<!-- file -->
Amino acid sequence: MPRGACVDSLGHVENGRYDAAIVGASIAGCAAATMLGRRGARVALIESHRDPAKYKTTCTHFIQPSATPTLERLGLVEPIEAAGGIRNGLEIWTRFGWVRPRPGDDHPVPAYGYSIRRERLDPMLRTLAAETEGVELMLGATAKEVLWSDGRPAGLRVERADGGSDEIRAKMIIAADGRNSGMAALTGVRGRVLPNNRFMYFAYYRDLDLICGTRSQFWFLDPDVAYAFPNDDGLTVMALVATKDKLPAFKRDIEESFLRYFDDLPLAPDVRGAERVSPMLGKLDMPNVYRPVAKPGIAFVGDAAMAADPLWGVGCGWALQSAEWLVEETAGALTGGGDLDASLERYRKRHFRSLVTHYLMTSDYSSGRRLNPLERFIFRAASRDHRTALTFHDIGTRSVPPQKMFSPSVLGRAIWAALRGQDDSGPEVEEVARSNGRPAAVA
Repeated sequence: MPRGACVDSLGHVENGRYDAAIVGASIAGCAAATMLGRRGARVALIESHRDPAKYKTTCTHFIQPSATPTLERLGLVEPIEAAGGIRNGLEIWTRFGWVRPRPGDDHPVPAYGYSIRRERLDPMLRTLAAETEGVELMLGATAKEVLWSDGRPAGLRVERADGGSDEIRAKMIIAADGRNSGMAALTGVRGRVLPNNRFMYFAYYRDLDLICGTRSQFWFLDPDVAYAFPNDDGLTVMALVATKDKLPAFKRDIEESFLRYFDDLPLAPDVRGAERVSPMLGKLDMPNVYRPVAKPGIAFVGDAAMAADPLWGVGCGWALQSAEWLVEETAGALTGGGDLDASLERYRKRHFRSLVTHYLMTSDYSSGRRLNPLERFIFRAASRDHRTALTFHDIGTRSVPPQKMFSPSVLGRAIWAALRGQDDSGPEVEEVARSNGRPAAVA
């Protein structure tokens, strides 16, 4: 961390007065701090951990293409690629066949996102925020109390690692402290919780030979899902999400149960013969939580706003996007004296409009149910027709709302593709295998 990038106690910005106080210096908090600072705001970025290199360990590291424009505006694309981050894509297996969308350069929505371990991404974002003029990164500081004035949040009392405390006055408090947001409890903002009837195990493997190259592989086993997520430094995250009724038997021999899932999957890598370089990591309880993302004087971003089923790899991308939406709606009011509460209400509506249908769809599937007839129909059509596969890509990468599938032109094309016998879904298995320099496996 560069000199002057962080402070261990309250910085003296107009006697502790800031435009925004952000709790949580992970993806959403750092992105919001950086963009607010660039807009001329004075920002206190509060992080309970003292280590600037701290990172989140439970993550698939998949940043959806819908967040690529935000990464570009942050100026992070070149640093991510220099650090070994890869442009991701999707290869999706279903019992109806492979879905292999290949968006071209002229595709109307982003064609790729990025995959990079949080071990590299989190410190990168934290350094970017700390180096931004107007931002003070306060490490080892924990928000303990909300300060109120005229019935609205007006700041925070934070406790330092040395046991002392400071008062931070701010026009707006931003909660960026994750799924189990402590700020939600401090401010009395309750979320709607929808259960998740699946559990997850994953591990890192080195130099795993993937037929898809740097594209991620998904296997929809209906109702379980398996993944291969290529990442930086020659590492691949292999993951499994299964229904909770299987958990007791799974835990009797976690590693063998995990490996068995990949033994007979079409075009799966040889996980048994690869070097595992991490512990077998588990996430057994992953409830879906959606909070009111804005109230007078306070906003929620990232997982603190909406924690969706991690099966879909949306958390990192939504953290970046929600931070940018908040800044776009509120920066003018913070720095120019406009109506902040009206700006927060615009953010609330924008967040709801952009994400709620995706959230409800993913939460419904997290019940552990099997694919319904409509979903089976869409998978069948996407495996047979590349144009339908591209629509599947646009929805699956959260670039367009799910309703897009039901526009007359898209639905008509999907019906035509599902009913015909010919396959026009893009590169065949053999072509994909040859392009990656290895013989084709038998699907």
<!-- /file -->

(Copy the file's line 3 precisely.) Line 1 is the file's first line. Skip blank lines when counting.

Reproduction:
């Protein structure tokens, strides 16, 4: 961390007065701090951990293409690629066949996102925020109390690692402290919780030979899902999400149960013969939580706003996007004296409009149910027709709302593709295998 990038106690910005106080210096908090600072705001970025290199360990590291424009505006694309981050894509297996969308350069929505371990991404974002003029990164500081004035949040009392405390006055408090947001409890903002009837195990493997190259592989086993997520430094995250009724038997021999899932999957890598370089990591309880993302004087971003089923790899991308939406709606009011509460209400509506249908769809599937007839129909059509596969890509990468599938032109094309016998879904298995320099496996 560069000199002057962080402070261990309250910085003296107009006697502790800031435009925004952000709790949580992970993806959403750092992105919001950086963009607010660039807009001329004075920002206190509060992080309970003292280590600037701290990172989140439970993550698939998949940043959806819908967040690529935000990464570009942050100026992070070149640093991510220099650090070994890869442009991701999707290869999706279903019992109806492979879905292999290949968006071209002229595709109307982003064609790729990025995959990079949080071990590299989190410190990168934290350094970017700390180096931004107007931002003070306060490490080892924990928000303990909300300060109120005229019935609205007006700041925070934070406790330092040395046991002392400071008062931070701010026009707006931003909660960026994750799924189990402590700020939600401090401010009395309750979320709607929808259960998740699946559990997850994953591990890192080195130099795993993937037929898809740097594209991620998904296997929809209906109702379980398996993944291969290529990442930086020659590492691949292999993951499994299964229904909770299987958990007791799974835990009797976690590693063998995990490996068995990949033994007979079409075009799966040889996980048994690869070097595992991490512990077998588990996430057994992953409830879906959606909070009111804005109230007078306070906003929620990232997982603190909406924690969706991690099966879909949306958390990192939504953290970046929600931070940018908040800044776009509120920066003018913070720095120019406009109506902040009206700006927060615009953010609330924008967040709801952009994400709620995706959230409800993913939460419904997290019940552990099997694919319904409509979903089976869409998978069948996407495996047979590349144009339908591209629509599947646009929805699956959260670039367009799910309703897009039901526009007359898209639905008509999907019906035509599902009913015909010919396959026009893009590169065949053999072509994909040859392009990656290895013989084709038998699907």